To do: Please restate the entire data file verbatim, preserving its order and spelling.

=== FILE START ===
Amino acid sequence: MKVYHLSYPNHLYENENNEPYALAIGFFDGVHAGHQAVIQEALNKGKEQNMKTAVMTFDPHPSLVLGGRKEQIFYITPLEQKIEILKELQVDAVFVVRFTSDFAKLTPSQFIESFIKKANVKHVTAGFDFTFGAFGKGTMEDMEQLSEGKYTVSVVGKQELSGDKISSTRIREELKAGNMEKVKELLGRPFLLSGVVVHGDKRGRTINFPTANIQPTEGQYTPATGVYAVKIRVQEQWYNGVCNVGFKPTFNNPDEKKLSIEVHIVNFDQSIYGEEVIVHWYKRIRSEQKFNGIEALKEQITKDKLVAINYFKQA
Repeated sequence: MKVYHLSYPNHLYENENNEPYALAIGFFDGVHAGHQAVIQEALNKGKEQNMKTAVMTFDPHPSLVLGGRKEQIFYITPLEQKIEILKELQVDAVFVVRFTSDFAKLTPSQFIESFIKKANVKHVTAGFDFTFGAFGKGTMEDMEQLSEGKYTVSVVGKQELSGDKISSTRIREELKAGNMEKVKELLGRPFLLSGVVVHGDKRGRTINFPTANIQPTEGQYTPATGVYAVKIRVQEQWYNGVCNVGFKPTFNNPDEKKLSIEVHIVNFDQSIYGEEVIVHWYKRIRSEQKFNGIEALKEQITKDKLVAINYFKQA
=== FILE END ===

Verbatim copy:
Amino acid sequence: MKVYHLSYPNHLYENENNEPYALAIGFFDGVHAGHQAVIQEALNKGKEQNMKTAVMTFDPHPSLVLGGRKEQIFYITPLEQKIEILKELQVDAVFVVRFTSDFAKLTPSQFIESFIKKANVKHVTAGFDFTFGAFGKGTMEDMEQLSEGKYTVSVVGKQELSGDKISSTRIREELKAGNMEKVKELLGRPFLLSGVVVHGDKRGRTINFPTANIQPTEGQYTPATGVYAVKIRVQEQWYNGVCNVGFKPTFNNPDEKKLSIEVHIVNFDQSIYGEEVIVHWYKRIRSEQKFNGIEALKEQITKDKLVAINYFKQA
Repeated sequence: MKVYHLSYPNHLYENENNEPYALAIGFFDGVHAGHQAVIQEALNKGKEQNMKTAVMTFDPHPSLVLGGRKEQIFYITPLEQKIEILKELQVDAVFVVRFTSDFAKLTPSQFIESFIKKANVKHVTAGFDFTFGAFGKGTMEDMEQLSEGKYTVSVVGKQELSGDKISSTRIREELKAGNMEKVKELLGRPFLLSGVVVHGDKRGRTINFPTANIQPTEGQYTPATGVYAVKIRVQEQWYNGVCNVGFKPTFNNPDEKKLSIEVHIVNFDQSIYGEEVIVHWYKRIRSEQKFNGIEALKEQITKDKLVAINYFKQA